Cardio-oncology 2020: The need for a closer collaboration between cardiologist and oncologist

Cardio-oncology 2020:
The need for a closer collaboration between cardiologist and oncologist
Ettore Antoncecchi; Enrico Orsini
Editors di Cardiologia Ambulatoriale


Cardiovascular diseases and cancer share the sad record of beeing the leading causes of death worldwide. However, important progresses have been done during the last decades in the care of both vascular and neoplastic diseases. In particular, an impressive improvement in surgical, chemotherapy and radiotherapy treatment has drastically reduced the mortality for cancer, allowing a substantial increase in the life expectancy of such patients.

Chemotherapy and radiotherapy, however, due to increasingly powerful drugs and aggressive treatment protocols, have a price to be paid. In particular,  all anticancer drugs are potentially cardiotoxic, exhibiting a wide range of cardiovascular side effects, peculiar to each class. Moreover, the increase in life expectancy for cancer exposes survivors to the delayed side effects of the treatment, not known until a few years ago.

Left ventricular systolic dysfuntion and heart failure are the traditional and most important cardiotoxicities, typically of anthracyclines. However, therapeutic apparatus has been progressively enriched with numerous anticancer drugs in last years, provided with new mechanisms of action and side effects: anti-HER2 drugs, fluoropyrimidines, angiogenesis inhibitors, tyrosine kinase inhibitors, immuno-checkpoint inhibitors. The oncologists have therefore known new cardiovascular forms of toxicity of anticancer therapy: chest pain/transient angina and myocardial ischemia, coronary artery disease, myocardial infarction, arterial thromboembolic disease, arterial hypertension, QT prolongation, cardiac arrhythmias, atrio-ventricular block, pericardial diseases, myocarditis, TakoTsubo syndrome. Besides, cancer patients are more prone to venous thromboembolism, both for the underlying disease and for surgery and chemotherapy.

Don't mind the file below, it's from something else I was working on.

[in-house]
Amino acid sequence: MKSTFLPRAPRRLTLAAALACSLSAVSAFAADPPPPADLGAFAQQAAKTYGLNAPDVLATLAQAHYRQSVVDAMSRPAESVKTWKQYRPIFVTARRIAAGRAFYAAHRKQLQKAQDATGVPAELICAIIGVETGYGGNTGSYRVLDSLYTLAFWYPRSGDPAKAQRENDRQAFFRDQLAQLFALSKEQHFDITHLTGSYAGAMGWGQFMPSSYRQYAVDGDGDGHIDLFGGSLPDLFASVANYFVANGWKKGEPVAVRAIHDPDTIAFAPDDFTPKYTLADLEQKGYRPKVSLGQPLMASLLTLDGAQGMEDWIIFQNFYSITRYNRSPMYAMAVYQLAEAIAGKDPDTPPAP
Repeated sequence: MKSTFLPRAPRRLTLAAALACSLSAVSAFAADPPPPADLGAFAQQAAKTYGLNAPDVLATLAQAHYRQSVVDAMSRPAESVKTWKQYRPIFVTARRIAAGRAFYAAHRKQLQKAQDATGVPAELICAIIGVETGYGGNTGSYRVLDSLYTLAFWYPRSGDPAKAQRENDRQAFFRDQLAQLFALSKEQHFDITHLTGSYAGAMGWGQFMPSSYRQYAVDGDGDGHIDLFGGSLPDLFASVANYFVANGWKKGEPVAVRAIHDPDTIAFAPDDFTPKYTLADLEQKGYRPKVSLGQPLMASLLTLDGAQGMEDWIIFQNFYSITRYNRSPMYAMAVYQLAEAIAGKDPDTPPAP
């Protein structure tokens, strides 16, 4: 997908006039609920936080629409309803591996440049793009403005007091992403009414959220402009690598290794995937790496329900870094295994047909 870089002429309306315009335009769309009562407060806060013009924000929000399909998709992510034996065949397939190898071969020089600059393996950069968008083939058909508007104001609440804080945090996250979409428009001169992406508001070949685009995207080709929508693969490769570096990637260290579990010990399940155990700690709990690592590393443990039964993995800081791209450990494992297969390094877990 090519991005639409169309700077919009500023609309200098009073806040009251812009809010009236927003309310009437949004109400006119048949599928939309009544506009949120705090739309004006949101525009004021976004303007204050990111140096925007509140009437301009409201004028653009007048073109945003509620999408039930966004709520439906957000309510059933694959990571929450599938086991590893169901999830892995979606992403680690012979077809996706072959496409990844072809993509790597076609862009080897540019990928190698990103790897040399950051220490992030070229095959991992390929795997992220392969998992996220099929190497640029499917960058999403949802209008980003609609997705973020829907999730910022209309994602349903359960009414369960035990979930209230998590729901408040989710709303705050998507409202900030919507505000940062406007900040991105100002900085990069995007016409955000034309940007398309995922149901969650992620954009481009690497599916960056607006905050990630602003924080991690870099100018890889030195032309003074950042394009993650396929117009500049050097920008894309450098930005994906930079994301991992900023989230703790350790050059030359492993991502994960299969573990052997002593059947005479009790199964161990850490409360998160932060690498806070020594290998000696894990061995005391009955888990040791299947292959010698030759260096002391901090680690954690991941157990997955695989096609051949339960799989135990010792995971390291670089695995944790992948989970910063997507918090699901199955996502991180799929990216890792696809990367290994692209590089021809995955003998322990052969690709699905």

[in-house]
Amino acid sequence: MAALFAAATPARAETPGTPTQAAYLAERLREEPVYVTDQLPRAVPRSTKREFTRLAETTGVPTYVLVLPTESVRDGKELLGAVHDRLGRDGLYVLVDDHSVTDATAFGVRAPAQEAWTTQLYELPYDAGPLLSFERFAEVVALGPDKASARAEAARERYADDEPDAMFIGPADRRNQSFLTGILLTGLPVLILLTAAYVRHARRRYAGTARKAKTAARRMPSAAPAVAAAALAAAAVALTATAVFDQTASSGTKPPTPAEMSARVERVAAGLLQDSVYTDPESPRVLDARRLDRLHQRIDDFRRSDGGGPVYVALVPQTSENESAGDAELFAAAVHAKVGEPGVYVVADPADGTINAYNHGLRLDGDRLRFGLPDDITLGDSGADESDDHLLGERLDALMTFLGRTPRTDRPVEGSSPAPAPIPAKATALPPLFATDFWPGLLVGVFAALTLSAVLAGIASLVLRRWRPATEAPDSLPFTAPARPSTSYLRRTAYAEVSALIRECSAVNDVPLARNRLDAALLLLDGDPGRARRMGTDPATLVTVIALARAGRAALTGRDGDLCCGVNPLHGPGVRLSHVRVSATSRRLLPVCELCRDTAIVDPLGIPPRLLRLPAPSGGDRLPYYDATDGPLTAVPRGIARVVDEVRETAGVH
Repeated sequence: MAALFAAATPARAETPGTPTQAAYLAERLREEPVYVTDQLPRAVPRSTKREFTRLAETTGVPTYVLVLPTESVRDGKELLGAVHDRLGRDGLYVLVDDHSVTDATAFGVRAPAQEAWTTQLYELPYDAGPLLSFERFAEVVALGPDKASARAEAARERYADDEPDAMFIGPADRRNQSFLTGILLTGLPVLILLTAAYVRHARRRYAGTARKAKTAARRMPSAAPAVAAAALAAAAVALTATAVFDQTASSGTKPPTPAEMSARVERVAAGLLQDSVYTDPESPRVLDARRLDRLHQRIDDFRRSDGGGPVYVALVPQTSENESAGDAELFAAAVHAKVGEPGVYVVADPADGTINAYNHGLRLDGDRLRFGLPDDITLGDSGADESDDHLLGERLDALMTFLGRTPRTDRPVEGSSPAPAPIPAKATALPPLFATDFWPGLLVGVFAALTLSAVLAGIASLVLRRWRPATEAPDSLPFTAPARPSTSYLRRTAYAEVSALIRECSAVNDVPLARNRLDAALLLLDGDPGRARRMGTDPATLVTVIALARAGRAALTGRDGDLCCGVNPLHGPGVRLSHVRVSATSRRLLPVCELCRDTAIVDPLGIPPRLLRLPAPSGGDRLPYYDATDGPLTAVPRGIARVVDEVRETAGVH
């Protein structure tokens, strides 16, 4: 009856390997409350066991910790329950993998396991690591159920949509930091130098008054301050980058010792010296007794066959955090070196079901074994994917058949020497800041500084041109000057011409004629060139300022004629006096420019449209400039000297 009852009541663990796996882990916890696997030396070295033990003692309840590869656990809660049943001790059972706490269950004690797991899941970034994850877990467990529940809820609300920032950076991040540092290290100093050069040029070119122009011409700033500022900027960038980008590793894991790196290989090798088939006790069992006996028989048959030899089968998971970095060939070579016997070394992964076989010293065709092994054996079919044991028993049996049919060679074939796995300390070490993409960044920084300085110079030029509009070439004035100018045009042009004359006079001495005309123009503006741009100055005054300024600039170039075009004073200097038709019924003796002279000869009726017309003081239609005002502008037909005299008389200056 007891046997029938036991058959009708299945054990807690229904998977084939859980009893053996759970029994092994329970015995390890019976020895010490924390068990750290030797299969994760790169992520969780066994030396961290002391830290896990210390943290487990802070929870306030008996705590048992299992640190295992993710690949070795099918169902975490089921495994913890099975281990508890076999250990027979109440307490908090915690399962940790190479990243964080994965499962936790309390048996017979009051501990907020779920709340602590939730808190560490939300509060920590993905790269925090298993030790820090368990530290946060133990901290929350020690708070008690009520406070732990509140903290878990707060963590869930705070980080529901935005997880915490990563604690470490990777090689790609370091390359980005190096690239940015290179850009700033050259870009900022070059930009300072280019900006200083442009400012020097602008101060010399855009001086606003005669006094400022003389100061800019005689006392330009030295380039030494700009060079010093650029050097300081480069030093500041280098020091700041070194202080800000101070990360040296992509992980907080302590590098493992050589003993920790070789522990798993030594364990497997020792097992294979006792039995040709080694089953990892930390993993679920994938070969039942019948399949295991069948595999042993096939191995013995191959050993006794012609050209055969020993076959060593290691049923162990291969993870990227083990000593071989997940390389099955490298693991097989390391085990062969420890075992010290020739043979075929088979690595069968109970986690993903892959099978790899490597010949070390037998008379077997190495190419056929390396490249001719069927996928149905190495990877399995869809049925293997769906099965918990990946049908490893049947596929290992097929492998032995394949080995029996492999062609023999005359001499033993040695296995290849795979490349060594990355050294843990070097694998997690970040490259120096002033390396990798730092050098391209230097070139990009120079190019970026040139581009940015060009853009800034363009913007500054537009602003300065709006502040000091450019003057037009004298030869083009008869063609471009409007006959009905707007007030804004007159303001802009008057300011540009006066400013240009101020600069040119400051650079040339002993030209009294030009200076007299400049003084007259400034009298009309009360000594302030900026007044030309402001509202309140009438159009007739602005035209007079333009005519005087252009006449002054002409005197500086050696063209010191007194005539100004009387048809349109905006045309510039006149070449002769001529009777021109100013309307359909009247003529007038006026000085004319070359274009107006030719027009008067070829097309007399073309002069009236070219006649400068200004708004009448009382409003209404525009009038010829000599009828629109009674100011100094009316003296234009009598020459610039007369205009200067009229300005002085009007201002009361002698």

Because of this complex picture, it is  obvious that the cardiologist must become a reference figure, closely supporting the historical specialists of cancer care, surgeons, oncologists and radiotherapists. And it is equally obvious that to do this, the cardiologist must acquire the specific skills of such a complex matter.

Cardio-oncology is a subspecialty born to give concrete answers to these needs. The general objectives of cardio-oncology could be summarized as follows:

  1. Provide the cardiologist with a good knowledge of anticancer drugs pharmacology, the indications and potential cardiotoxicity of each drug
  2. Provide the cardiologist with a good knowledge on the role and the risk ratio of radiotherapy.
  3. Define and improve the cardiovascular risk profile of the patients to be submitted to chemiotherapy or radiotherapy.
  4. Accordingly with the oncologist, define specific diagnostic protocols, on the basis of cardiovascular risk level of each patient.
  5. Identify early signs of cardiotoxicity by means of echocardiography, advanced imaging or biomarkers.
  6. Promptly begin an appropriate cardiovascular


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